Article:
Much to most students’ surprise there is an agricultural component to their SCRUPLES degree. It consists of practical experience in both a dairy and horse farm, shoveling in one place and mucking stalls in the other.
This is critical for someone desiring a career as a politician because they need to be able to move manure from one place to another without raising a stink.
This can be quite difficult in the case of farmers using a liquid slurry system. Under these conditions, it is always wise for the politician to stand downwind from any crowed of constituents.
Graduation from SCRUPLES is quite an event and can be accomplished in either a two- or four-year stint, depending upon time served and sentencing agreements. Saying that you have spent time at the “big house” does bring a certain degree of recognition, since so many politicians today are headed there.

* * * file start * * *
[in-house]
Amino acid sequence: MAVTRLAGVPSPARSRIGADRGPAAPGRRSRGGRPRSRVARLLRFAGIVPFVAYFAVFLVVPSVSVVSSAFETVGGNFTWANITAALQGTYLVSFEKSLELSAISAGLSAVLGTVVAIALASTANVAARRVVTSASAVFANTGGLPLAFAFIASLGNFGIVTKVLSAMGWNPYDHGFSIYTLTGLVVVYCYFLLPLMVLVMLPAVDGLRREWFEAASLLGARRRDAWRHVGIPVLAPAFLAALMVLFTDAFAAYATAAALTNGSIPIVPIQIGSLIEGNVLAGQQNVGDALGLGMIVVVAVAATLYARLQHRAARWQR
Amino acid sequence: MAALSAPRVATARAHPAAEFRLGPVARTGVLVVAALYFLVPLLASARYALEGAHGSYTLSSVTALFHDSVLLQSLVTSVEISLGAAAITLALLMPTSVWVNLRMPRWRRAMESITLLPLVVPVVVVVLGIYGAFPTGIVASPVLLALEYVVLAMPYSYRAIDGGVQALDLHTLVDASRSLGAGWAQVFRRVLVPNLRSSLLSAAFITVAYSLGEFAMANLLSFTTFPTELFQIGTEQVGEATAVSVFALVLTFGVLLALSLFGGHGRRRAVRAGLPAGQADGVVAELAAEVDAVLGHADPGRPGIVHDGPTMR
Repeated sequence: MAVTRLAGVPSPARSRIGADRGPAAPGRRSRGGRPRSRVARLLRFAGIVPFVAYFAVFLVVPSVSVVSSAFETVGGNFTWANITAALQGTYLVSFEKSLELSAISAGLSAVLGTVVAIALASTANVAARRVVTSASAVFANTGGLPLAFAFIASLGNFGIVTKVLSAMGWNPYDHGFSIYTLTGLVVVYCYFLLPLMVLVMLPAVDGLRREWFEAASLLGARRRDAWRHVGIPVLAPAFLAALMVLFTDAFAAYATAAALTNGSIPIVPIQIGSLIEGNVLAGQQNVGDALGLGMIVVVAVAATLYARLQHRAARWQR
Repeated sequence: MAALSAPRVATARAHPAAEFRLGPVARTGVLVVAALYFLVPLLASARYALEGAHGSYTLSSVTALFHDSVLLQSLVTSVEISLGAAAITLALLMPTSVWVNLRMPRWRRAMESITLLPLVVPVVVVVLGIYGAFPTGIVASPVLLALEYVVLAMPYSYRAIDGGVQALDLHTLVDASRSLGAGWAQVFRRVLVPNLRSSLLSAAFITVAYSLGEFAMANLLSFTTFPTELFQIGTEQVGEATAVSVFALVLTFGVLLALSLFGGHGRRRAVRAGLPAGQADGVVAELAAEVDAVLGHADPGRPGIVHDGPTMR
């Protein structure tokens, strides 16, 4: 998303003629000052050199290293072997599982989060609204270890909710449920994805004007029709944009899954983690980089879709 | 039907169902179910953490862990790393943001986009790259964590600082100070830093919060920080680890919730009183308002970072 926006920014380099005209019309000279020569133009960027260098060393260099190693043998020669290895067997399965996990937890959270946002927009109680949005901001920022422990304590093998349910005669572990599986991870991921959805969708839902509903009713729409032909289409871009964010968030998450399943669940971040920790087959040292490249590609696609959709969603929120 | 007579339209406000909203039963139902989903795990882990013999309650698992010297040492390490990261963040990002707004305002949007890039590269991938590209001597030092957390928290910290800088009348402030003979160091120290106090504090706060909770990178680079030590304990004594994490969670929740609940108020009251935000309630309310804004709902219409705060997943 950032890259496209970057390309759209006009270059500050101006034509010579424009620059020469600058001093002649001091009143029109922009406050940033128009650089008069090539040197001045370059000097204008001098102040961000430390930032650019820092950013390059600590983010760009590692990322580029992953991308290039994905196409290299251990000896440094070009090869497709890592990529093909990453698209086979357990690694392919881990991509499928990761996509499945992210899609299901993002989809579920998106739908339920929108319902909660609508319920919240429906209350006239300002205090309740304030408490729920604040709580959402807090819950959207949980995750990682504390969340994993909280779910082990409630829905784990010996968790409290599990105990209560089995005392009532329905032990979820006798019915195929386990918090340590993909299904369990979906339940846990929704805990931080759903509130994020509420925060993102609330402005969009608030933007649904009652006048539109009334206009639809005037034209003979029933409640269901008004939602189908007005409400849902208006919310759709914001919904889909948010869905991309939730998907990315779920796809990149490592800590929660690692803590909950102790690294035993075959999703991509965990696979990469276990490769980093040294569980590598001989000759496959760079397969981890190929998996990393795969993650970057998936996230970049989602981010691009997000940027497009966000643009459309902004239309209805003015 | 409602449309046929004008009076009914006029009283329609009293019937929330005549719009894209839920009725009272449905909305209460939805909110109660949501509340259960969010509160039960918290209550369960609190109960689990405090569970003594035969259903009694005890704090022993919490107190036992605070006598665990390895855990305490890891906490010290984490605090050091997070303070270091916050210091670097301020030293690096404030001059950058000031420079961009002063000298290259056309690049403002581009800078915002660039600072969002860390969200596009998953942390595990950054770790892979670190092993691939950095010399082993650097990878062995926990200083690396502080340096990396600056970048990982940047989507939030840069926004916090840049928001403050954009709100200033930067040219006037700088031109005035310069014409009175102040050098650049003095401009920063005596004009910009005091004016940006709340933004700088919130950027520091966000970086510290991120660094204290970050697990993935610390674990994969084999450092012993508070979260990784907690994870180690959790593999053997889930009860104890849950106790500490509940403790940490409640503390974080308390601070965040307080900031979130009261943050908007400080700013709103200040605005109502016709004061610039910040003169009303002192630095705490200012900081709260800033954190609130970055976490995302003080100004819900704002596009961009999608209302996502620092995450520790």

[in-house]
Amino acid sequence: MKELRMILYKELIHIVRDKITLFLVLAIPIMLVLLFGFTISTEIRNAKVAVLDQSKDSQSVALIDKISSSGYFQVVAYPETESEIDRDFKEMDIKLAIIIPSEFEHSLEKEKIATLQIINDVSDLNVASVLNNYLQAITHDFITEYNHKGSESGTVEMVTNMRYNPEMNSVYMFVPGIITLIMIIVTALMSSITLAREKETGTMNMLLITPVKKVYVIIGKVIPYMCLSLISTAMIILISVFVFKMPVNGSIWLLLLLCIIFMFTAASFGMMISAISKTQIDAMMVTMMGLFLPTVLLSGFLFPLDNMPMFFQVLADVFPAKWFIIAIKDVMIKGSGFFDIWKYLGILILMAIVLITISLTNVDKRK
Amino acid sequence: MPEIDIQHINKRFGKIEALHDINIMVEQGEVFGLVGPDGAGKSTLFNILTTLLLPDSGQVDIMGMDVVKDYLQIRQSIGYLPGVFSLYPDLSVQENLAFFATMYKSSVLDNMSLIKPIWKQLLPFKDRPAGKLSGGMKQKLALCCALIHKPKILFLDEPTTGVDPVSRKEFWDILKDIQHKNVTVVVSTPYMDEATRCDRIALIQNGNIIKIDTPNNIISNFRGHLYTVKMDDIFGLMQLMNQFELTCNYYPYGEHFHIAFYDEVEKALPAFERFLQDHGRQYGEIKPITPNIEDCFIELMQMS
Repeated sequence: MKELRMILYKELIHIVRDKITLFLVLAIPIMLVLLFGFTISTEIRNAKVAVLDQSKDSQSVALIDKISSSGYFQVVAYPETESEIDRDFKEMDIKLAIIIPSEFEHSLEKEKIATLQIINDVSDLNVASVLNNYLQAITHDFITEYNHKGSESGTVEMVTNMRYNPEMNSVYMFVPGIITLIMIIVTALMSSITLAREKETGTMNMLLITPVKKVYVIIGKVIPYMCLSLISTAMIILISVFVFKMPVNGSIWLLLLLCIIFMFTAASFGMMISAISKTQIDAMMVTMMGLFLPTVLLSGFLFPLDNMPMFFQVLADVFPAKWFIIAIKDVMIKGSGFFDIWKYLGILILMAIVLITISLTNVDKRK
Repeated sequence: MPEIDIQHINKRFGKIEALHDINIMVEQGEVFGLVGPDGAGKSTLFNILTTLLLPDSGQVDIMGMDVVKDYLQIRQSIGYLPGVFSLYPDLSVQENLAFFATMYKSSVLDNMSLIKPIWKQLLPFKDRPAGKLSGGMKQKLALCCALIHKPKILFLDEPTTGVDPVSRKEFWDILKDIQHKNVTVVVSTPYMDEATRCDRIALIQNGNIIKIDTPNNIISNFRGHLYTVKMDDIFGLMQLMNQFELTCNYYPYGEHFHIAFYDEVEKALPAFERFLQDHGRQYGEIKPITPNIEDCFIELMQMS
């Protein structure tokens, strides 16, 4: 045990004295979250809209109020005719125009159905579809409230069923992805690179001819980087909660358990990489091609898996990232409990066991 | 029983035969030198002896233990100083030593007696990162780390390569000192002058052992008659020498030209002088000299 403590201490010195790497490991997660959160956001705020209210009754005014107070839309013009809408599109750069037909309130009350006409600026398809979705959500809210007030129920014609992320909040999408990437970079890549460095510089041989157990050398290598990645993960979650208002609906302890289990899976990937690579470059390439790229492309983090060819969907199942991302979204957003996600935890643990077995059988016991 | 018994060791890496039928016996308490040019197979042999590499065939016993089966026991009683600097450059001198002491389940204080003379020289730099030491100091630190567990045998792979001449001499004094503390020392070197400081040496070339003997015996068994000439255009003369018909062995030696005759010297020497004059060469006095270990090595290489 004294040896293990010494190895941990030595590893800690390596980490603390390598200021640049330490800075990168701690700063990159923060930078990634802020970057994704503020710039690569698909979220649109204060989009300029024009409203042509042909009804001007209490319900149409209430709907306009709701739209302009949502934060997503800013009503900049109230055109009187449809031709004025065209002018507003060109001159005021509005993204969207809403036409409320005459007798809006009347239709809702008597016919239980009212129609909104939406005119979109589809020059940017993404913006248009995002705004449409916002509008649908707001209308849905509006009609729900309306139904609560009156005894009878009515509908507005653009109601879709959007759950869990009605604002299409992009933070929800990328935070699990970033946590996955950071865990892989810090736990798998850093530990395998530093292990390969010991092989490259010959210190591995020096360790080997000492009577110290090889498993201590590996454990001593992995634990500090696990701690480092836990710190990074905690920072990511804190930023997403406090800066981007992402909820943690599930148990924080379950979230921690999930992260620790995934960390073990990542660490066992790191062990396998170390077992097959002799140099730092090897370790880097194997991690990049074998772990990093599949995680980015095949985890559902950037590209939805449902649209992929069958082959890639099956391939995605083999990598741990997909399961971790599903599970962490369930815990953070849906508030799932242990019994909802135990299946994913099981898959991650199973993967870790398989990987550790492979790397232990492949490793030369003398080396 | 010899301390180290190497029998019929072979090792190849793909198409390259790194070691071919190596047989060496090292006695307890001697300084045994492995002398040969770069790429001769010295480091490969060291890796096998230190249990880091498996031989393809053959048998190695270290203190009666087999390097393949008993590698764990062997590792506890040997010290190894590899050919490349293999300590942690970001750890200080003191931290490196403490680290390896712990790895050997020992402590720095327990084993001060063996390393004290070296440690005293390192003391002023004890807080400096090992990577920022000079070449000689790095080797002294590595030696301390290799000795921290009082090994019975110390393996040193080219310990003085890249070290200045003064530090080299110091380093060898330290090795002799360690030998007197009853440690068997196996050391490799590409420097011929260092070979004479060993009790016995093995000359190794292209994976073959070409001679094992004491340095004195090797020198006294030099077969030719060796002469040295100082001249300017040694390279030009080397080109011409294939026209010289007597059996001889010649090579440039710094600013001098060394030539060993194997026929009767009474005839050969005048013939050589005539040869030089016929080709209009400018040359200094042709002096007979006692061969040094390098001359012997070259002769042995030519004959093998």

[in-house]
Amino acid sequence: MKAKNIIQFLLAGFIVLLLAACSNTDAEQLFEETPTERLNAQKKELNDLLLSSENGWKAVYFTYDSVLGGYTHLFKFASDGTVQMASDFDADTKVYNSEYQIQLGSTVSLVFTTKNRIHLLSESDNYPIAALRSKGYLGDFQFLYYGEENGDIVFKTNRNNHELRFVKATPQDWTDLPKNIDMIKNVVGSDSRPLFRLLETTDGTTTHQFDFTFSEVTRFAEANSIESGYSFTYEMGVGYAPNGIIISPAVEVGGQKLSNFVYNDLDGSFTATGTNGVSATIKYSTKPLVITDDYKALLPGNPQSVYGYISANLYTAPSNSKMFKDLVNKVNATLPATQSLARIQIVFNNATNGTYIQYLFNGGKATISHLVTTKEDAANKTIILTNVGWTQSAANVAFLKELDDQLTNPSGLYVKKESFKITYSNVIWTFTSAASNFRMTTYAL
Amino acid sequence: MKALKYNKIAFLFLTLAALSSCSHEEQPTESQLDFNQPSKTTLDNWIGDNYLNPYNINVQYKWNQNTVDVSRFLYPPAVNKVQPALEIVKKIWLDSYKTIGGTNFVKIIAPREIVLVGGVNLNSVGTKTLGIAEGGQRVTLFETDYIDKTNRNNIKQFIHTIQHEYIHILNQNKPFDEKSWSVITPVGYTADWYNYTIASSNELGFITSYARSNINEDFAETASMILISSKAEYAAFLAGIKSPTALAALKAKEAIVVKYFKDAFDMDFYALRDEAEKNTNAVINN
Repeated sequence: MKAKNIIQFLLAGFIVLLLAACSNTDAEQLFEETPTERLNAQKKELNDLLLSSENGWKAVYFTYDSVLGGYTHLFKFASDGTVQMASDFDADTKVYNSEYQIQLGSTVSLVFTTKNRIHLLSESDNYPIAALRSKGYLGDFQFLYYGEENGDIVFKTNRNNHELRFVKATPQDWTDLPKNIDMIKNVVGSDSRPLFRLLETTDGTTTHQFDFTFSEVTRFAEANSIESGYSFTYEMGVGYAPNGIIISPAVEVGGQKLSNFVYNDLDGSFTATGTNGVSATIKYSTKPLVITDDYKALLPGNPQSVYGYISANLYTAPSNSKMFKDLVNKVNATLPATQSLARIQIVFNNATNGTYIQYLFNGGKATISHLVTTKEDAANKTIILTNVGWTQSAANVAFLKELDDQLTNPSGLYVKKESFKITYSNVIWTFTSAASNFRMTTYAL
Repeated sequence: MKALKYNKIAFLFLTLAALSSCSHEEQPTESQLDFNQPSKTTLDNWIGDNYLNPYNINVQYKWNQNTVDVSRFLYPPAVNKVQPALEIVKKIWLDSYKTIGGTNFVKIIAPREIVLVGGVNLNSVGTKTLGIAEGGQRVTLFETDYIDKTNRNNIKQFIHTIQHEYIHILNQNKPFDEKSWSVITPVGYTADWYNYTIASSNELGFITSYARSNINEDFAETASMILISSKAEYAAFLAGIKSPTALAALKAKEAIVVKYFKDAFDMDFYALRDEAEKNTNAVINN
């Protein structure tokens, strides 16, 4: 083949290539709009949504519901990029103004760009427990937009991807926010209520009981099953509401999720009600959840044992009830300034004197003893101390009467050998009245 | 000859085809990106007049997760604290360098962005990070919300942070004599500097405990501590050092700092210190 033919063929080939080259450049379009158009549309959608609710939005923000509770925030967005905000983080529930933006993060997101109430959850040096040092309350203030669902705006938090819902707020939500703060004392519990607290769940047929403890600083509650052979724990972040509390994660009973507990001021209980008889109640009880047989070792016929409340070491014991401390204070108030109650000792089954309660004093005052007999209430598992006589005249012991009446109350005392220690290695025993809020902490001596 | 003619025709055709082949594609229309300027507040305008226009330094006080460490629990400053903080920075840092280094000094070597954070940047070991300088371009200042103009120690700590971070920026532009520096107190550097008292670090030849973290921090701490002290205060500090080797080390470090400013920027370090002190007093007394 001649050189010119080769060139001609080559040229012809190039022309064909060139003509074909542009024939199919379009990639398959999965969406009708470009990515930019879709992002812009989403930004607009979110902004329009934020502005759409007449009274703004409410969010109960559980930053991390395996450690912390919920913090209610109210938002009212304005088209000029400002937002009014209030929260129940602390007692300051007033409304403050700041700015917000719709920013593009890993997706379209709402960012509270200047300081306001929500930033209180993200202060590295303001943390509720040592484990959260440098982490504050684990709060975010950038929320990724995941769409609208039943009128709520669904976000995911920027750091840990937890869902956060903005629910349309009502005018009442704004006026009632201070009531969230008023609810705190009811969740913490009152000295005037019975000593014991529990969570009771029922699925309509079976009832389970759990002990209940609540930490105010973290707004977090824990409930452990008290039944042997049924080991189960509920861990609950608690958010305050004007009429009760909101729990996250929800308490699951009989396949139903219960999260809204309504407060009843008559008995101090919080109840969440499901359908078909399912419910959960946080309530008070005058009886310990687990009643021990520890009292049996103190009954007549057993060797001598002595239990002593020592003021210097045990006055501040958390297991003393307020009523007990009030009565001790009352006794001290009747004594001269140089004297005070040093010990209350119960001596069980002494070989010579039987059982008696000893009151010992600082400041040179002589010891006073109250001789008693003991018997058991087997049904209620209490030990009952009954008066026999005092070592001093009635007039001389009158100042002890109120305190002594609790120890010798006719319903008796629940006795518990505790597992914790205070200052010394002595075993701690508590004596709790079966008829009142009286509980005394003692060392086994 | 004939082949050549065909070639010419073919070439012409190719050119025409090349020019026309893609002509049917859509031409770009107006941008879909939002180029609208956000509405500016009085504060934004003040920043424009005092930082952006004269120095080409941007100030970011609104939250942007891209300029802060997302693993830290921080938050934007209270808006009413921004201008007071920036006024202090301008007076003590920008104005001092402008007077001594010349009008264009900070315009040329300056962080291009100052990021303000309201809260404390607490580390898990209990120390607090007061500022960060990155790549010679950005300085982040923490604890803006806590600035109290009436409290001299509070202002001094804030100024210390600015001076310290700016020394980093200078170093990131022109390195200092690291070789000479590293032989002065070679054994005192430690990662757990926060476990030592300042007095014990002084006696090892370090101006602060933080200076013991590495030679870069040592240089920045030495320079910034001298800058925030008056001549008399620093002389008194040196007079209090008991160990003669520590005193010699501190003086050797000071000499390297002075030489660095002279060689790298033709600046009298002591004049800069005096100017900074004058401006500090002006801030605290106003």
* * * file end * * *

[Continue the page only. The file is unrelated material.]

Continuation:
As the guest speaker at graduation this year, Sen. Foghorn Leghorn (R-D) said that having great power requires great responsibilities and that nothing corrupts like absolute power and he claimed that he ought to know.
He praised SCRUPLES College for being on the cutting edge of politics because he said that politics is no place for a rooster who acts like a donkey. (Or words to that effect.)
As time goes by, we discover that things seem to remain the same. We need new blood, new ideas and some scruples in elective office today.
I’m not running because I can’t walk.
Henry Geerken is a three-time NYSUT award-winner writing humorous articles addressing retiree and senior citizen concerns. Geerken also writes for Sail-World, World Cruising Newsletter, regarding his many humorous sailing episodes through the years. He can be reached by email at firstname.lastname@example.org. ‘Senior Scene’ columns can be found at www.thedailystar.com/seniorscene.